The Presidential Crisis in Lithuania: Its Roots and the Russian Factor
January 28, 2004
Staff-prepared summary of the EES noon discussion with Richard Krickus, Professor Emeritus of Political Science, Mary Washington College and former EES Short-Term Scholar

While many of its neighbors make final preparations to become full-fledged members of NATO and the EU, Lithuania has been consumed by internal unrest, as a scandal in the presidency threatens to destabilize the country. Richard Krickus offered insights into the origins of the scandal, presented the evidence against President Rolandas Paksas, and addressed the possibilities that this scandal reveals lingering Soviet-era ties and tensions between the Baltic States and Moscow. Krickus asserted that the conditions that led to the current instability are not unique to Lithuania, and similar problems could visit its neighbors soon.

Krickus explained that despite the fact that academics unanimously declared the country's democracy consolidated, despite the country's good relations with all of its neighbors, and despite its surging economy, dark clouds were gathering in Lithuania by 2002, which foreshadowed the current scandal. Polls revealed that Lithuanians were highly distrustful of the Seimas (Parliament) and that they were gravely concerned with the rise of crime and corruption in the country. Krickus asserted that the fact that one-third of the population continues to live in poverty points to the fact that there are two ‘Lithuania's.' That is, while one part of the country has successfully reaped the benefits of the political and economic transition, another part lives under the same—or even worse—conditions than they had under communism. Krickus asserts that this socio-economic cleavage allowed Paksas to win an upset victory in the 2002 presidential elections.

Allegations that Paksas is involved with Russian organized crime figures and that his government leaked state secrets have led to calls for his resignation since November 2003. Currently, a Seimas panel is reviewing these allegations to decide if the case should be brought to the Constitutional Court, which would determine whether or not the allegations constitute an impeachable offense and ultimately bring it to a vote in the Seimas.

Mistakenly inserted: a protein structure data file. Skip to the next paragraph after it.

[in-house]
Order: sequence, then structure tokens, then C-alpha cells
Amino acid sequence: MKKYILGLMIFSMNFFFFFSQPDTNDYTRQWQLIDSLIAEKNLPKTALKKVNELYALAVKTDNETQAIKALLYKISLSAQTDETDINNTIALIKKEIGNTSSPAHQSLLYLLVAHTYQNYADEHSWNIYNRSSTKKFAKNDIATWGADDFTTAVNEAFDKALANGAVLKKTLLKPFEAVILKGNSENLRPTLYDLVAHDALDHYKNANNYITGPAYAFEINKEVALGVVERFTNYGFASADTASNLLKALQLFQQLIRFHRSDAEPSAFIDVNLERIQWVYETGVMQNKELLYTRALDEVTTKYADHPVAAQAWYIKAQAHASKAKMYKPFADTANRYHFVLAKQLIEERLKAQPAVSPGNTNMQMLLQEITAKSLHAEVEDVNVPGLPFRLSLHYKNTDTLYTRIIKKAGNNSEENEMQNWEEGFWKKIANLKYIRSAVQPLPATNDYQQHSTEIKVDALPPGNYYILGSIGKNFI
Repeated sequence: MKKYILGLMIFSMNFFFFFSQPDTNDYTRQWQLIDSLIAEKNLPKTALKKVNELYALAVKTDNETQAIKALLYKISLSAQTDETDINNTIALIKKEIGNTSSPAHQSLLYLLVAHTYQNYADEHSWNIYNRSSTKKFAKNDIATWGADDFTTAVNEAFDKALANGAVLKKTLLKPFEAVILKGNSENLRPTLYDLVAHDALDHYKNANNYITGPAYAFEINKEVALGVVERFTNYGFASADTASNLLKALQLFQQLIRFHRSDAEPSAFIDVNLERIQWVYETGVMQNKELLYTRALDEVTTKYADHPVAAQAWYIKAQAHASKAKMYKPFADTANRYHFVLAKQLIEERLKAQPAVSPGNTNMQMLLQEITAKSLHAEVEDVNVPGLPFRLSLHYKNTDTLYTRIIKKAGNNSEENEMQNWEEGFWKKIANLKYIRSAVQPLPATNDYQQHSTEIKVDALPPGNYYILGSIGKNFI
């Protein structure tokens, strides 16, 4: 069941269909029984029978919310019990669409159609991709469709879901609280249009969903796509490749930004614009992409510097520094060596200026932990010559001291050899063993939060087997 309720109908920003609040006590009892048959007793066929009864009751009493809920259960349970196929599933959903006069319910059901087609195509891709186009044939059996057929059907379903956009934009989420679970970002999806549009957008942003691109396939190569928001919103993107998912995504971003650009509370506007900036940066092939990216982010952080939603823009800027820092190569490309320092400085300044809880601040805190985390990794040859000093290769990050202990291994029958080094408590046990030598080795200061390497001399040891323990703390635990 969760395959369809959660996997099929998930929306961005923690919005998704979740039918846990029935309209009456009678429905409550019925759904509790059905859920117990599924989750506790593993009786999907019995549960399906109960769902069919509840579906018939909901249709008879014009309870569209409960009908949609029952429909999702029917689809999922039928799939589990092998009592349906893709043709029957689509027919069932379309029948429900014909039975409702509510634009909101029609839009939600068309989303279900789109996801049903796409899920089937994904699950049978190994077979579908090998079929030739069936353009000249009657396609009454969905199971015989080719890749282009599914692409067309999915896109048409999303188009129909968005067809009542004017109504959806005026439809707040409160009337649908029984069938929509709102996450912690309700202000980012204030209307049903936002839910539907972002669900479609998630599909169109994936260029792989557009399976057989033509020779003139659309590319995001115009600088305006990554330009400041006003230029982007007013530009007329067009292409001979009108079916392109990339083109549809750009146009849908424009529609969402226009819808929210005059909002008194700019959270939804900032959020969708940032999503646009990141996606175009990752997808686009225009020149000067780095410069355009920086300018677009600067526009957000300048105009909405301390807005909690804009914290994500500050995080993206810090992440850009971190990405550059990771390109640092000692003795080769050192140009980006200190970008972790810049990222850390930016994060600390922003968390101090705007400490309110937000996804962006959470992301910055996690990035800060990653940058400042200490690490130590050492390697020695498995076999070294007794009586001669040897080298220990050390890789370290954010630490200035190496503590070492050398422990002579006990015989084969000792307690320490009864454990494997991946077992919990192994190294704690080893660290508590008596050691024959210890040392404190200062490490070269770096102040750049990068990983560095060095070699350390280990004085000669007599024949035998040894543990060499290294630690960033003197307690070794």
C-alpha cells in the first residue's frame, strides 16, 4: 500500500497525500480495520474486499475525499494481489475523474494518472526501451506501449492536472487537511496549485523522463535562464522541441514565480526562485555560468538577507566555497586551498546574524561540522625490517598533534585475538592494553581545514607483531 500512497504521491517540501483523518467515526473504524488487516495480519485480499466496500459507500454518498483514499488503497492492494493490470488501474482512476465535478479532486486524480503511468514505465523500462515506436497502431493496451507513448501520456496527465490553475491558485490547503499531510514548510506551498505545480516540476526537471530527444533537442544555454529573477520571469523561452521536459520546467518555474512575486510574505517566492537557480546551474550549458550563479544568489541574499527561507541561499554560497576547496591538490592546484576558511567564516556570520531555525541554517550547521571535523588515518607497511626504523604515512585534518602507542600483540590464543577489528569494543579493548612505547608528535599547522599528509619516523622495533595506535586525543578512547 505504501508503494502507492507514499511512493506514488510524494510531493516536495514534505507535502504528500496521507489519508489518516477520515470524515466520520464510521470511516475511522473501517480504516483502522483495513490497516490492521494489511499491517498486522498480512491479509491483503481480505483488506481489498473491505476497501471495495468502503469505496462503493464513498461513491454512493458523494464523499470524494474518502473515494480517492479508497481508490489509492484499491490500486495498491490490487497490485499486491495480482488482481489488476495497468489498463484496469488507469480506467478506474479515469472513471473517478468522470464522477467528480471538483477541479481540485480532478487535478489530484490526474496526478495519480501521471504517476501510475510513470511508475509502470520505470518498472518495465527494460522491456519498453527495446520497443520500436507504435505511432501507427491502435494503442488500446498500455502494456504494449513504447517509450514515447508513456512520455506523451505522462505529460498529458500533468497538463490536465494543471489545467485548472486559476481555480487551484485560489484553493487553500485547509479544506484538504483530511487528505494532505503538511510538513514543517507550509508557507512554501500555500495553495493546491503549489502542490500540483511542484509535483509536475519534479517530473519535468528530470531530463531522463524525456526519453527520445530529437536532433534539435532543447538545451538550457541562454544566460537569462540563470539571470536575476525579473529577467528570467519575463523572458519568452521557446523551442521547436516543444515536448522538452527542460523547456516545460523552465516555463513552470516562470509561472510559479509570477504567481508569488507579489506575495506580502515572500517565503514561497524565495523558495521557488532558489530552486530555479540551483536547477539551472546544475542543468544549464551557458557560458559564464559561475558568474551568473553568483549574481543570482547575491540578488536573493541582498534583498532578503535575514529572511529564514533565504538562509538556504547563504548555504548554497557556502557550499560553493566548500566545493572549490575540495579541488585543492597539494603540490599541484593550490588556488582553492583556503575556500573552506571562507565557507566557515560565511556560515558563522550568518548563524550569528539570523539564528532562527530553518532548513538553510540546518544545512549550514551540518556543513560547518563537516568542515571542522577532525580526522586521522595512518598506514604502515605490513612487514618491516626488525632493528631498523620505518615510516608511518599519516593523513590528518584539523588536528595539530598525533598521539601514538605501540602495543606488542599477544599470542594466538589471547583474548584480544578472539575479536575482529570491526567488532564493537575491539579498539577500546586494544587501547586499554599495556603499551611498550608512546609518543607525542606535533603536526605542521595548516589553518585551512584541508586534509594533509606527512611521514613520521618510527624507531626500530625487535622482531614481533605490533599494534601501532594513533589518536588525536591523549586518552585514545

The case has brought back concerns about the extent of Moscow's influence in the country and its intentions, though little is really known about either. While there is no doubt that Russian mobsters, media and economic interests operate in Lithuania, there is little evidence that they are working in concert beyond their narrow interests. After all, what does Russia seek in gaining influence in Lithuania: Access to EU markets? The ability to punish Lithuania for separating from the USSR? Or to force Lithuania to do Moscow's bidding? Although on the one hand, experts such as Stephen Blank continue to see Russia as just such a threat, on the other hand much of this smacks of conspiracy theory with little evidence to back it.

Russian involvement aside, Lithuania must now focus on resolving the current political crisis. Krickus spelled out four possible outcomes. First, Paksas could simply resign. Second, Paksas could be impeached. Third, Paksas could be found innocent by the Seimas panel and/or the Constitutional Court. Finally, the Seimas panel and/or the Constitutional Court could find him guilty, but the Seimas would not garner enough votes to impeach Paksas. The last scenario, Krickus contends, would be most worrying as it would imply that Seimas members were afraid of impeaching Paksas because of his great popularity with the ‘other' Lithuania. This would allow Paksas to continue to exploit poverty and inequality for political gains and allow corruption and organized crime to continue unchecked, opening the country up to possible Russian influence.